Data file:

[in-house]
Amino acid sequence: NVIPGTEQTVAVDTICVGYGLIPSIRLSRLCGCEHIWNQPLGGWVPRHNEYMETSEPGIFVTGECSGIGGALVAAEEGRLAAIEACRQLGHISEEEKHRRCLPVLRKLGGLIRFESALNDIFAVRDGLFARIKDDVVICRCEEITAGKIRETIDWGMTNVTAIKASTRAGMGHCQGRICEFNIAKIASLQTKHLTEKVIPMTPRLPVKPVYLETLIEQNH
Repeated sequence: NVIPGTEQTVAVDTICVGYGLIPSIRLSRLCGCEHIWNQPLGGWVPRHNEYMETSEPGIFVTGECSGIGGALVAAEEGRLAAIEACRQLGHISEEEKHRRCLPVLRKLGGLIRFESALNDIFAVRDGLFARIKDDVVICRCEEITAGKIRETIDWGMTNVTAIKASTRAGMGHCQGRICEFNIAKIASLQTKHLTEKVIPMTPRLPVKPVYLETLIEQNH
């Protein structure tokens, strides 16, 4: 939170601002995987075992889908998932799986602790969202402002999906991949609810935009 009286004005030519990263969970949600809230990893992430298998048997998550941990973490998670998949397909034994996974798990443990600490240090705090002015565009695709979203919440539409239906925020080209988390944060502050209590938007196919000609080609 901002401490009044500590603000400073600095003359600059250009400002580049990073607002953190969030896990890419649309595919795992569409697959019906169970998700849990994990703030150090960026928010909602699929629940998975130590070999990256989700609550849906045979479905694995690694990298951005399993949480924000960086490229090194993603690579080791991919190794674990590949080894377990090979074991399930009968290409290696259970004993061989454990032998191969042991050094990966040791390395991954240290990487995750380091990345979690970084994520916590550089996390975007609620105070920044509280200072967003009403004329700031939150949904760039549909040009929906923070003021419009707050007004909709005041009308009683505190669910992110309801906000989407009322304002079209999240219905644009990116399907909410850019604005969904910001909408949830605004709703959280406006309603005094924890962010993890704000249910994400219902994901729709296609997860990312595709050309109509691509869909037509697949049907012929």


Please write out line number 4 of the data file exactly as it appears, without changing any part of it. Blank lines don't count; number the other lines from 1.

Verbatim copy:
């Protein structure tokens, strides 16, 4: 939170601002995987075992889908998932799986602790969202402002999906991949609810935009 009286004005030519990263969970949600809230990893992430298998048997998550941990973490998670998949397909034994996974798990443990600490240090705090002015565009695709979203919440539409239906925020080209988390944060502050209590938007196919000609080609 901002401490009044500590603000400073600095003359600059250009400002580049990073607002953190969030896990890419649309595919795992569409697959019906169970998700849990994990703030150090960026928010909602699929629940998975130590070999990256989700609550849906045979479905694995690694990298951005399993949480924000960086490229090194993603690579080791991919190794674990590949080894377990090979074991399930009968290409290696259970004993061989454990032998191969042991050094990966040791390395991954240290990487995750380091990345979690970084994520916590550089996390975007609620105070920044509280200072967003009403004329700031939150949904760039549909040009929906923070003021419009707050007004909709005041009308009683505190669910992110309801906000989407009322304002079209999240219905644009990116399907909410850019604005969904910001909408949830605004709703959280406006309603005094924890962010993890704000249910994400219902994901729709296609997860990312595709050309109509691509869909037509697949049907012929």